questionable whether any individual life insurer could be similarly categorized. Prior to the financial meltdown, life insurers had made a persuasive case to Congress that the inefficiencies of the state regulatory system, plus the fact that the states have no constitutional authority to bind the U.S. with respect to trade negotiations or global regulatory matters, justified the establishment of a federal functional insurance regulator with the ability to charter companies on an optional basis. Not a single aspect of our pre-crisis rationale in support of an optional federal charter has diminished.
Consequently, if a federal insurance charter were made available on an optional basis, and assuming it provided for a strong and effective regulatory alternative for those companies doing business in multiple jurisdictions as well as globally, there is no question that life insurers representing a significant portion of the industry would elect the federal option. That, in turn, would mean that the federal functional regulator would have direct jurisdiction over a critical mass of the industry – whether measured by assets or otherwise – and would be able to implement national regulatory policy in a meaningful manner, partner effectively with the new federal systemic risk regulator and effectively represent the U.S. internationally on trade and regulatory matters.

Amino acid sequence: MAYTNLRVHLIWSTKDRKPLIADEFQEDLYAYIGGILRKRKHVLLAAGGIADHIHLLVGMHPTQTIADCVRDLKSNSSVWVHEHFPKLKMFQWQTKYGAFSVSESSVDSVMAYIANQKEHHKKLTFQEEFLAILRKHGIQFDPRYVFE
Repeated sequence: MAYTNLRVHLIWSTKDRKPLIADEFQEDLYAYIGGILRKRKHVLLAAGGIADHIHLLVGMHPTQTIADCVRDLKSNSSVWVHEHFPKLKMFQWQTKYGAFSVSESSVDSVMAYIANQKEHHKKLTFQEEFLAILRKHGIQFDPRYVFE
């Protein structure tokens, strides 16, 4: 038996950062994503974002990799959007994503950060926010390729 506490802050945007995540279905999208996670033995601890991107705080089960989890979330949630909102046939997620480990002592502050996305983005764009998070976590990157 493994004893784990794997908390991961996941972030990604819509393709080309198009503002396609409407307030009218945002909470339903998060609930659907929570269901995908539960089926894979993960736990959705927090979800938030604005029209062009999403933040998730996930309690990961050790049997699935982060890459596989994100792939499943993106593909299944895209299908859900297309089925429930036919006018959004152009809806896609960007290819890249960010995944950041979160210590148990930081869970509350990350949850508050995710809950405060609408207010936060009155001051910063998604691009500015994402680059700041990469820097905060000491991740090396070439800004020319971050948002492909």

In conclusion, Mr. Secretary, we urge you to include an optional federal charter for life insurers as an integral part of this Administration’s regulatory reform package, and we pledge to work diligently with you and with Congress to see that effective regulatory reform becomes a reality.